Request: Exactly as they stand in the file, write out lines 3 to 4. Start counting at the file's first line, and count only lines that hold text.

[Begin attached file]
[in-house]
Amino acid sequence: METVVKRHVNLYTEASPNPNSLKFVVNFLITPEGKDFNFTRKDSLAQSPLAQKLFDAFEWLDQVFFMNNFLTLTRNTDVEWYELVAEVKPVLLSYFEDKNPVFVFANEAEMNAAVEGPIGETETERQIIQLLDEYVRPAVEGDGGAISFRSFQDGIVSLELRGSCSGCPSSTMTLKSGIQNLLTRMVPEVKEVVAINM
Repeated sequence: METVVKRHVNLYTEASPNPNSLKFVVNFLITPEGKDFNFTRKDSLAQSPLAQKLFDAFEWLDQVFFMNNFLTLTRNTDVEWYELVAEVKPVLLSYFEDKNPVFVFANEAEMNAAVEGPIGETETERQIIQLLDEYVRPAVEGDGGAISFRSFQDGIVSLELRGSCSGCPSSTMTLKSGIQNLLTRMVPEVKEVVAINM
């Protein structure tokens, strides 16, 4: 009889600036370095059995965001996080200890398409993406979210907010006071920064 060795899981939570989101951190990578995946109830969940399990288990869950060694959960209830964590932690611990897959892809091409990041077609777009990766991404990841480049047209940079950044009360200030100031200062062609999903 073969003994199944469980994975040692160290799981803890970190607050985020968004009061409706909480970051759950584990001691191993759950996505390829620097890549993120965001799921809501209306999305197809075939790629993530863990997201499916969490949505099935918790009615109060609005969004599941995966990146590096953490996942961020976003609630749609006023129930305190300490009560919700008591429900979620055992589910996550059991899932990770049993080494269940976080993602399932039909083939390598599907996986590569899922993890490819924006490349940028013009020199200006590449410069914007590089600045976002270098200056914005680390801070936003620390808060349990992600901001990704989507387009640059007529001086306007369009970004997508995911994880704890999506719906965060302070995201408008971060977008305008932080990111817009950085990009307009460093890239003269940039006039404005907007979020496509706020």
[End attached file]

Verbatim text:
Repeated sequence: METVVKRHVNLYTEASPNPNSLKFVVNFLITPEGKDFNFTRKDSLAQSPLAQKLFDAFEWLDQVFFMNNFLTLTRNTDVEWYELVAEVKPVLLSYFEDKNPVFVFANEAEMNAAVEGPIGETETERQIIQLLDEYVRPAVEGDGGAISFRSFQDGIVSLELRGSCSGCPSSTMTLKSGIQNLLTRMVPEVKEVVAINM
């Protein structure tokens, strides 16, 4: 009889600036370095059995965001996080200890398409993406979210907010006071920064 060795899981939570989101951190990578995946109830969940399990288990869950060694959960209830964590932690611990897959892809091409990041077609777009990766991404990841480049047209940079950044009360200030100031200062062609999903 073969003994199944469980994975040692160290799981803890970190607050985020968004009061409706909480970051759950584990001691191993759950996505390829620097890549993120965001799921809501209306999305197809075939790629993530863990997201499916969490949505099935918790009615109060609005969004599941995966990146590096953490996942961020976003609630749609006023129930305190300490009560919700008591429900979620055992589910996550059991899932990770049993080494269940976080993602399932039909083939390598599907996986590569899922993890490819924006490349940028013009020199200006590449410069914007590089600045976002270098200056914005680390801070936003620390808060349990992600901001990704989507387009640059007529001086306007369009970004997508995911994880704890999506719906965060302070995201408008971060977008305008932080990111817009950085990009307009460093890239003269940039006039404005907007979020496509706020």